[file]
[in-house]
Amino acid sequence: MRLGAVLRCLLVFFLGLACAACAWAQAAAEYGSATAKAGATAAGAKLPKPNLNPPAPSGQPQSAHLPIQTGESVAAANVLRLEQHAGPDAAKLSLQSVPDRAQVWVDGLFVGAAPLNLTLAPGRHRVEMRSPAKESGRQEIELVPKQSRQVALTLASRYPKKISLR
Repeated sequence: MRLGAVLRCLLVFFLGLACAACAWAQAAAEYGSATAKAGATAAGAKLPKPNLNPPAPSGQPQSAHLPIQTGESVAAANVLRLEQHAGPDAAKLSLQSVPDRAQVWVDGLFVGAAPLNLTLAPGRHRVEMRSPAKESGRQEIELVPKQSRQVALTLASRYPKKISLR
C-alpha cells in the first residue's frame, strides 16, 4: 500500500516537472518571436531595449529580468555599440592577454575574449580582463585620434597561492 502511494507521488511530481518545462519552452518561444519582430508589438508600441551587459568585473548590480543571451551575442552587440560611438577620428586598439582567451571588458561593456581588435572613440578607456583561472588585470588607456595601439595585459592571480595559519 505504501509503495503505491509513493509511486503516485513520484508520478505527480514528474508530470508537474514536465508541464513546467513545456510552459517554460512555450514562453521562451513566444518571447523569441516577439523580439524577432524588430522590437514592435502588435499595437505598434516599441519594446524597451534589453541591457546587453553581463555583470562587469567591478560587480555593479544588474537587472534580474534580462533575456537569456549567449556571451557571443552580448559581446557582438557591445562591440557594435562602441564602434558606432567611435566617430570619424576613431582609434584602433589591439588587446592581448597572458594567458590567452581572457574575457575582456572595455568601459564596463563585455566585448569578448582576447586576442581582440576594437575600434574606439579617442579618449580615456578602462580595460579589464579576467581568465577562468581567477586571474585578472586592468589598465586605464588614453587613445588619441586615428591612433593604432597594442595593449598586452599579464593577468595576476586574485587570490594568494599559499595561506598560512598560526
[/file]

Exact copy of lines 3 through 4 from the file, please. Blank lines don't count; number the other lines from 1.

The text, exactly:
Repeated sequence: MRLGAVLRCLLVFFLGLACAACAWAQAAAEYGSATAKAGATAAGAKLPKPNLNPPAPSGQPQSAHLPIQTGESVAAANVLRLEQHAGPDAAKLSLQSVPDRAQVWVDGLFVGAAPLNLTLAPGRHRVEMRSPAKESGRQEIELVPKQSRQVALTLASRYPKKISLR
C-alpha cells in the first residue's frame, strides 16, 4: 500500500516537472518571436531595449529580468555599440592577454575574449580582463585620434597561492 502511494507521488511530481518545462519552452518561444519582430508589438508600441551587459568585473548590480543571451551575442552587440560611438577620428586598439582567451571588458561593456581588435572613440578607456583561472588585470588607456595601439595585459592571480595559519 505504501509503495503505491509513493509511486503516485513520484508520478505527480514528474508530470508537474514536465508541464513546467513545456510552459517554460512555450514562453521562451513566444518571447523569441516577439523580439524577432524588430522590437514592435502588435499595437505598434516599441519594446524597451534589453541591457546587453553581463555583470562587469567591478560587480555593479544588474537587472534580474534580462533575456537569456549567449556571451557571443552580448559581446557582438557591445562591440557594435562602441564602434558606432567611435566617430570619424576613431582609434584602433589591439588587446592581448597572458594567458590567452581572457574575457575582456572595455568601459564596463563585455566585448569578448582576447586576442581582440576594437575600434574606439579617442579618449580615456578602462580595460579589464579576467581568465577562468581567477586571474585578472586592468589598465586605464588614453587613445588619441586615428591612433593604432597594442595593449598586452599579464593577468595576476586574485587570490594568494599559499595561506598560512598560526